Abruptly, the ceiling fan moved for twenty seconds before it stopped. Again the dull creak of the fan giving up, again the roll of thunder. I looked outside and saw that the lizard had managed to crawl outside through one of the three holes in the mosquito mesh. The air must have been too heavy inside the room for the creature to stay alive till the rains.

I tried keeping my eyes closed, in a desperate attempt to doze off and forget about the heat. When it would start raining, the heat would break and I could sleep through the night without staring at the unmoving fan achingly. It must have been a few hours before I woke up, or perhaps a few minutes, I couldn’t tell. No sign of the rain, and the thunder and lightning had stopped. I didn’t know whether the darkness remained because of the heavy clouds, there was no telling of the time. The factory workers might have been long gone or perhaps the generator had stopped working, because the silence had impossibly increased. I made a rash decision to drink the rest of the water, I reasoned it had to be late into the night and I would fall asleep again and wake up only in the morning. A morning with electricity, the cool weather after the rains and water.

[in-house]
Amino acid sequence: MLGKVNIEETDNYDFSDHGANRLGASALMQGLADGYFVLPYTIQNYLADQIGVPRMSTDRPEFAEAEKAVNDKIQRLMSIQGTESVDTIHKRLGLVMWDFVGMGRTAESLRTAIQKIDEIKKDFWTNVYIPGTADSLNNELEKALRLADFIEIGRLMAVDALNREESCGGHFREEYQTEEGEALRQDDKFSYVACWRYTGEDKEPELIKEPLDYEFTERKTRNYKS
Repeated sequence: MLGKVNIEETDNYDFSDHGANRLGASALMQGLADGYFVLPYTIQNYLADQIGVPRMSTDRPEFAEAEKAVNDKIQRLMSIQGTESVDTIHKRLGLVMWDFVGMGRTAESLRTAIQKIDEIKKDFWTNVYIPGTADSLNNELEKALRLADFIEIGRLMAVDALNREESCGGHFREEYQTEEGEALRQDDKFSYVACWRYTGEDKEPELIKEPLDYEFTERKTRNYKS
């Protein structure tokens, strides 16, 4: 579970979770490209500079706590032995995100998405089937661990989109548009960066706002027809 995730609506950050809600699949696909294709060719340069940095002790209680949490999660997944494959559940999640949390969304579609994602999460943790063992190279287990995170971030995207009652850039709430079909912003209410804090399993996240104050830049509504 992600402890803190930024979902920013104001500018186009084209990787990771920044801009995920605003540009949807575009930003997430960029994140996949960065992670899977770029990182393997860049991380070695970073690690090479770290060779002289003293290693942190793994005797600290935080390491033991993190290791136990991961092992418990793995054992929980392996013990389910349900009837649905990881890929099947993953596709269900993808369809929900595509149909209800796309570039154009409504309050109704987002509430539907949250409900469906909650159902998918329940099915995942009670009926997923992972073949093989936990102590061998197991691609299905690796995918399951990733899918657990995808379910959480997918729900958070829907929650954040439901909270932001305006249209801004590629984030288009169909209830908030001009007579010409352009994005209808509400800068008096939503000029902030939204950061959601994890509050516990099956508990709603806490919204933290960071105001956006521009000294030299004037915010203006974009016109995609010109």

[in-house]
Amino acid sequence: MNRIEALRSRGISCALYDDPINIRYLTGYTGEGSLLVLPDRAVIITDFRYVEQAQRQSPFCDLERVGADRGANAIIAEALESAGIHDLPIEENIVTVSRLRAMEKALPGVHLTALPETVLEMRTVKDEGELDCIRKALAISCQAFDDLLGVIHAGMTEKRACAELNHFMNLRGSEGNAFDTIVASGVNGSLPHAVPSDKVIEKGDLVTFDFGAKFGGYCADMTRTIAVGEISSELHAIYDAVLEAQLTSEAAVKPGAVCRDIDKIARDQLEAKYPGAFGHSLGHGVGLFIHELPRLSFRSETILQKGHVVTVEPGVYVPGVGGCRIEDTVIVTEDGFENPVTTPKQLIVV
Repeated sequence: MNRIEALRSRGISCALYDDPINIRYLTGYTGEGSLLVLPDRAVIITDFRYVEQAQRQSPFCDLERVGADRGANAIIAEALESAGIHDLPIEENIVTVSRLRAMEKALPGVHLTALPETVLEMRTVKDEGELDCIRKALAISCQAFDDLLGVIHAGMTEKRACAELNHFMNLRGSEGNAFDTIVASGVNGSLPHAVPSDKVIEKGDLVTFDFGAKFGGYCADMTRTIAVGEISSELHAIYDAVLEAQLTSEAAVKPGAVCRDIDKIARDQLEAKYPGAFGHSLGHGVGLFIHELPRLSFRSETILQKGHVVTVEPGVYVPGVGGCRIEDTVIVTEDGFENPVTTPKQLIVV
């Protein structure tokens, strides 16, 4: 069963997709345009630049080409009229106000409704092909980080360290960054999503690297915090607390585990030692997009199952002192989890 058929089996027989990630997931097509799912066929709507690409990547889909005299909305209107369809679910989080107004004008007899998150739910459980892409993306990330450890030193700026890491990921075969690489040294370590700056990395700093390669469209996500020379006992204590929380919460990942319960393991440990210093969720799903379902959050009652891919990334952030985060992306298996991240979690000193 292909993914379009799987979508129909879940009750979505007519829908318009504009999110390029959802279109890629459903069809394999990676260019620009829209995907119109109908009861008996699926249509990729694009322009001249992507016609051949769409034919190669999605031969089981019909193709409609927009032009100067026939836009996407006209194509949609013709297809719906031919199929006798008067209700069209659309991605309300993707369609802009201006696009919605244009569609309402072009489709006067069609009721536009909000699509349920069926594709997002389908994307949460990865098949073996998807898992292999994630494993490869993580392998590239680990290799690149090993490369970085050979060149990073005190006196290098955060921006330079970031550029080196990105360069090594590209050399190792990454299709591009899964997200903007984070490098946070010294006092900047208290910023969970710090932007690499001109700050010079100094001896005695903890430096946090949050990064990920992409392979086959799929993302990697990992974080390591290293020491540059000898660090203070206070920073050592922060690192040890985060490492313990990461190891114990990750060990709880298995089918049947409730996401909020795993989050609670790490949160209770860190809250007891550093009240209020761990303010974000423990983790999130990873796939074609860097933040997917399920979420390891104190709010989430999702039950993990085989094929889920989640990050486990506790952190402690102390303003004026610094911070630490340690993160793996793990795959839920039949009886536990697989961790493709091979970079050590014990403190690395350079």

The last dropped of water and it rained. Not a drizzle first, after a few hours of warning it had come in a downpour. It brought with it the thunder and lightning which had disappeared. I wondered whether everyone had stayed in the same place all night long, dancers frozen in motion. Would they dance now that the silence had broken?
I looked out of the window again, the night suddenly lit with energy. I would have missed it if I had looked out a split second later, because that’s all it took. A flash of lightning and the branch broke. I caught a brilliant green, a single mango attached inseparably to the branch. They say if you dream of raw mangoes, you are impatient.